China is facing some tough decisions as the water-energy crunch grows more severe and serious questions emerge over its ability to keep new coal-fired power stations running in some of the country’s most important regions.
A new report from Bloomberg points out that China’s top five power companies could find themselves facing financial and capacity difficulties as they try to expand coal-fired generation in China’s dry regions and the government plans to cap total water consumption.
China’s energy needs, and its generation capacity, tend to be concentrated in the dry northeast of the country. The northeast is trying to operate 60% of China’s thermal power capacity in a region that has only 20% of China’s water.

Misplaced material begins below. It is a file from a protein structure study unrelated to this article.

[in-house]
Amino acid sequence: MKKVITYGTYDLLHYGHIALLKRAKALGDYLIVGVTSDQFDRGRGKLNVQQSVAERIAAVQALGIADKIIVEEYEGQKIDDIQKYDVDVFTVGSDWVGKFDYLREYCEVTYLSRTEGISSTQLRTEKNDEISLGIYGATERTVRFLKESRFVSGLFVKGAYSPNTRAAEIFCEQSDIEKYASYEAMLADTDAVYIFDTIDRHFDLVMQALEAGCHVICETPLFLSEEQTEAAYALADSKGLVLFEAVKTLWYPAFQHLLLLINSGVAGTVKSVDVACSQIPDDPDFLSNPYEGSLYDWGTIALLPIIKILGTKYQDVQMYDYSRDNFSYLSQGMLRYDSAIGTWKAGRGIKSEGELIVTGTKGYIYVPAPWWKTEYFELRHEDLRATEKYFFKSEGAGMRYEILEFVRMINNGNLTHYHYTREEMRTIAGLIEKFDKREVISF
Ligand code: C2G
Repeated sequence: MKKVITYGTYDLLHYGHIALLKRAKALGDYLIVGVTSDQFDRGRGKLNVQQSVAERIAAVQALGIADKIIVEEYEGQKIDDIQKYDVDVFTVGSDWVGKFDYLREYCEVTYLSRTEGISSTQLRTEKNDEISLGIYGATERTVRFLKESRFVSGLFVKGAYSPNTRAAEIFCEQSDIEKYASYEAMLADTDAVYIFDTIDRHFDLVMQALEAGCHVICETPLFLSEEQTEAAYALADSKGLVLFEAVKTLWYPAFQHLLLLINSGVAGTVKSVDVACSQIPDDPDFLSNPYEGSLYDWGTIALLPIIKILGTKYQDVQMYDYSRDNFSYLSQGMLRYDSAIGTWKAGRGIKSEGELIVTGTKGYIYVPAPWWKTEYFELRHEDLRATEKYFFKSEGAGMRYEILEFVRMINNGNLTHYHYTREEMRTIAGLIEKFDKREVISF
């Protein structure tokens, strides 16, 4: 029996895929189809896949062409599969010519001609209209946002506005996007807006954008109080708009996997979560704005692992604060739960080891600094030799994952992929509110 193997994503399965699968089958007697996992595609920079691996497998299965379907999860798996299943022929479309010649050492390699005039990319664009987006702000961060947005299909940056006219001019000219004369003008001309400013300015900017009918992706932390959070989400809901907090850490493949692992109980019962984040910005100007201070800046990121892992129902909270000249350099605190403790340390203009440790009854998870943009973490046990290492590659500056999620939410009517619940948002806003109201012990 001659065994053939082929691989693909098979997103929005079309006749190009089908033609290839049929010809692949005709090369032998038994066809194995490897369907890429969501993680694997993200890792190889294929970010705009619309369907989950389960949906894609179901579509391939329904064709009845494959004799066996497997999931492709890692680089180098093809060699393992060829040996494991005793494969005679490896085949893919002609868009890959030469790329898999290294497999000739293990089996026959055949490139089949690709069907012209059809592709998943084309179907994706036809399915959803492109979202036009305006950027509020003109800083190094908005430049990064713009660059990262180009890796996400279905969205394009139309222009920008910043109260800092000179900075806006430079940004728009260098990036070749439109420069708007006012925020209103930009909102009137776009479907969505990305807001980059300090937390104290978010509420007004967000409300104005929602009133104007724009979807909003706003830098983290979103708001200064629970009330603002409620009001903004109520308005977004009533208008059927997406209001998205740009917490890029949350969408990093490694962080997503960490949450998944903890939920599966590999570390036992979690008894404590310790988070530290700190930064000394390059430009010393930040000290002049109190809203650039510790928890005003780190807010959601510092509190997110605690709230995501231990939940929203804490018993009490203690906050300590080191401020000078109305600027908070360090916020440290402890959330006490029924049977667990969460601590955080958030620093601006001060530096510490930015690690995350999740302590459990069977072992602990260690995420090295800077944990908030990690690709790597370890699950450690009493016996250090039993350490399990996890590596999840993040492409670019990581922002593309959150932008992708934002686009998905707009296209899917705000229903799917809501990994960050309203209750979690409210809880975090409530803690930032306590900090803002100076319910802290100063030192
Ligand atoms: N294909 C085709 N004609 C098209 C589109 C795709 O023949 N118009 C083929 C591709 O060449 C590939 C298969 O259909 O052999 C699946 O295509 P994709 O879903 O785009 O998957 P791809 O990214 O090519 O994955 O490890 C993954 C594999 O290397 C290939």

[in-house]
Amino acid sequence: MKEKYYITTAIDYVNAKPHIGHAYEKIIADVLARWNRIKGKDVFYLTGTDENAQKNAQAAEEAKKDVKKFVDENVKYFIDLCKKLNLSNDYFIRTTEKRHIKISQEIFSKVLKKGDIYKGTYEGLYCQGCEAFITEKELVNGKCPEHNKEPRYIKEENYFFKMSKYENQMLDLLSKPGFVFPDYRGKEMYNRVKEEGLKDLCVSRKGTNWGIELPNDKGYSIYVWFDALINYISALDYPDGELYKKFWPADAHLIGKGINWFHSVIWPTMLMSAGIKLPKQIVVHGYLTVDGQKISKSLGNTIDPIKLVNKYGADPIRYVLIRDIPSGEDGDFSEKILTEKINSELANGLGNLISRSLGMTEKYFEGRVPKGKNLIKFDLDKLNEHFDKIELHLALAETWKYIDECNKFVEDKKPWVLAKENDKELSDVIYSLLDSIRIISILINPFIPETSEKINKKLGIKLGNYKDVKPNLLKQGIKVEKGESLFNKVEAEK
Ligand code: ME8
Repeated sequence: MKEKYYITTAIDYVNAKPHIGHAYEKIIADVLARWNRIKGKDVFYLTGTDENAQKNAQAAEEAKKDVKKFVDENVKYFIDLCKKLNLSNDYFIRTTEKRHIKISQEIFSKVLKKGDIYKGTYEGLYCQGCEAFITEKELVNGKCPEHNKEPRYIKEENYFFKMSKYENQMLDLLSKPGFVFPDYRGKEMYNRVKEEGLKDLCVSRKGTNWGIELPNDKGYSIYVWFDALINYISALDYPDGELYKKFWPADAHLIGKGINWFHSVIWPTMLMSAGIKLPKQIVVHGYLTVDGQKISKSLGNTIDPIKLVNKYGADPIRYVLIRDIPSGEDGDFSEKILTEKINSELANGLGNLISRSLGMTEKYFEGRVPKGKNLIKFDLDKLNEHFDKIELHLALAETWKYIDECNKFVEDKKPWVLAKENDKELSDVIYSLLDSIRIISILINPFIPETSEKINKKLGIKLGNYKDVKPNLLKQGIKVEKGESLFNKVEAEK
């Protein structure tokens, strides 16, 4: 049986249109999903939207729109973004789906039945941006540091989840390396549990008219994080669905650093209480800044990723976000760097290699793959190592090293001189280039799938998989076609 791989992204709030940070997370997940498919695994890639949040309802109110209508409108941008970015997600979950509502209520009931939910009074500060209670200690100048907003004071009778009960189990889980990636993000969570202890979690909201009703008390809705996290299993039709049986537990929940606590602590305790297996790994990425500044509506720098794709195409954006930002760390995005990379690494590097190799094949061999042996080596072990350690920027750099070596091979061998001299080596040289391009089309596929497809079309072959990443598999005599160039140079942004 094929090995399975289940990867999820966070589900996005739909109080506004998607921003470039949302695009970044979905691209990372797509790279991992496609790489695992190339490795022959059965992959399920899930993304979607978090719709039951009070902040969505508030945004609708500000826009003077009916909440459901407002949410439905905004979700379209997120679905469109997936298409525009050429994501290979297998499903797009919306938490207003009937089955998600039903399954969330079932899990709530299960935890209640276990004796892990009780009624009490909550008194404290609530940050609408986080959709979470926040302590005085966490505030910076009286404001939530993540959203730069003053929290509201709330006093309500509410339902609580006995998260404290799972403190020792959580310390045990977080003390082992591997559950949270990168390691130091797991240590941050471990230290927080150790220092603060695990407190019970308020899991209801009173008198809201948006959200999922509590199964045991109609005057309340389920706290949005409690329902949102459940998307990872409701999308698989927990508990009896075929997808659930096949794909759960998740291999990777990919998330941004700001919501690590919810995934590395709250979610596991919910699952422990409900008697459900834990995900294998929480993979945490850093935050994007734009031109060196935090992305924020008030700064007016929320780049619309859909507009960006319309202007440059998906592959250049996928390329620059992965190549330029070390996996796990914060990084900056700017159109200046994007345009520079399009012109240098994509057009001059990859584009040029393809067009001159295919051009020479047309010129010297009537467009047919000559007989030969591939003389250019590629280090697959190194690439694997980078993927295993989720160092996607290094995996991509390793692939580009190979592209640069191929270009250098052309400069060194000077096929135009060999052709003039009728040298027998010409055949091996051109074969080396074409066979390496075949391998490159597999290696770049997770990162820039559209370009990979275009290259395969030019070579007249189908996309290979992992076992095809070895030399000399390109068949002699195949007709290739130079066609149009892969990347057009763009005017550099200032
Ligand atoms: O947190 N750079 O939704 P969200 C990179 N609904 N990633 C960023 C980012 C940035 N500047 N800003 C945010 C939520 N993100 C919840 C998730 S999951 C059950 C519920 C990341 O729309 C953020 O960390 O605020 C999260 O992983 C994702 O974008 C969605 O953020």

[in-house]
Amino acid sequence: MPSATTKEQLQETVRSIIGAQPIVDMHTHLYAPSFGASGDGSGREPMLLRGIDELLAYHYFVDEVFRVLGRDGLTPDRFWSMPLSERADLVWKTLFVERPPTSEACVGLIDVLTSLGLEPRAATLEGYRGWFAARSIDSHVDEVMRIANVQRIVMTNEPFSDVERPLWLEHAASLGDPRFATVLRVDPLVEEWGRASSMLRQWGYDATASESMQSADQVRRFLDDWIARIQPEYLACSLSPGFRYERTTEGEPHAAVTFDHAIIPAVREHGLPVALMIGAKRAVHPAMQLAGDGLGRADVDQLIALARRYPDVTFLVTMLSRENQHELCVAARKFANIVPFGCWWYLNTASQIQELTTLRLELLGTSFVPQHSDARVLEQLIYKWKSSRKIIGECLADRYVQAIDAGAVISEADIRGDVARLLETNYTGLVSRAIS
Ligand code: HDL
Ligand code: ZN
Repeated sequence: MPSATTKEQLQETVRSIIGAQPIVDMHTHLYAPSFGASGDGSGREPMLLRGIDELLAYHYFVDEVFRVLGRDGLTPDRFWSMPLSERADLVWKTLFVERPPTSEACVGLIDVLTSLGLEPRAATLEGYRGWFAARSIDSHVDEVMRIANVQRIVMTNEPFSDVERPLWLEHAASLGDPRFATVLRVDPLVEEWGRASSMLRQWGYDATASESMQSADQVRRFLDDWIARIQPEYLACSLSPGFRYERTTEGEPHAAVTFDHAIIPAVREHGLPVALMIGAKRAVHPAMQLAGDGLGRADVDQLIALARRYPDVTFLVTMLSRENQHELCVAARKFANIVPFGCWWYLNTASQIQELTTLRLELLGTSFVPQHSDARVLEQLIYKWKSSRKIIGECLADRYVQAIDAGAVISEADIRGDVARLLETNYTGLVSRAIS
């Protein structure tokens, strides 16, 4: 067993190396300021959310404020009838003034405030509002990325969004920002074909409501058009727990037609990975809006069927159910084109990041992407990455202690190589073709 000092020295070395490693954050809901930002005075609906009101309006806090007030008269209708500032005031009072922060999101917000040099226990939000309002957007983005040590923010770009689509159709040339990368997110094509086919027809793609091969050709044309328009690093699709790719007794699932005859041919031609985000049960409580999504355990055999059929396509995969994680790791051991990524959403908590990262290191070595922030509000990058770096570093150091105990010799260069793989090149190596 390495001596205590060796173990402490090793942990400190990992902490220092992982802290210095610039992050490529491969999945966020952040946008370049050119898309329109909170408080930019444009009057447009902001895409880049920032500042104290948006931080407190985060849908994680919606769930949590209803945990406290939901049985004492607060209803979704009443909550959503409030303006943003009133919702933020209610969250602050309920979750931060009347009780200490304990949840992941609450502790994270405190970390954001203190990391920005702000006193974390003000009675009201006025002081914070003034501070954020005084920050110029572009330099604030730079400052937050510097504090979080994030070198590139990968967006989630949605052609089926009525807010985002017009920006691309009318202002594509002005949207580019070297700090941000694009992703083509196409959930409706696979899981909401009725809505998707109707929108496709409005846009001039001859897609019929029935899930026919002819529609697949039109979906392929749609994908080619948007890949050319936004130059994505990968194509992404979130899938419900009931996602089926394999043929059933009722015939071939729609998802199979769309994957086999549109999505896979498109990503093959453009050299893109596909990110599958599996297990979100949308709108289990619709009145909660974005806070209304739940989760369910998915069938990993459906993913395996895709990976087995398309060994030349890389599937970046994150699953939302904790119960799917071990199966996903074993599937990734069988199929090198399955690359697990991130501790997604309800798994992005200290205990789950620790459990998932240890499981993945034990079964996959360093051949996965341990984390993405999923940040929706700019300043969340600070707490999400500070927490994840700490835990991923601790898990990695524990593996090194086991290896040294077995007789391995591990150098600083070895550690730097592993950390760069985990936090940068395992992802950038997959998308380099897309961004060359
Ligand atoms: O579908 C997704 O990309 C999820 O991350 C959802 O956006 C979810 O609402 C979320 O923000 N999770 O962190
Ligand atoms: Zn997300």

The report says the coal industry already consumes around 15% of China’s scarce water supplies, although other studies have put this as high as 20% and the government plans to cap national water withdrawal at 700 billion cubic metres per annum by 2030. Whichever is the true figure, the competition for scarce water between the power sector, industry, agriculture and domestic use is set to become fiercer. Aquifers in North China are already severely depleted by unsustainable withdrawals.
If the power sector is to continue to expand, it will have to make heavy investments in increased efficiency and new technologies. The water energy crunch could also give a boost to renewables such as wind and solar and is likely to strengthen the case for renewed investment in the controversial areas of hydropower and nuclear power.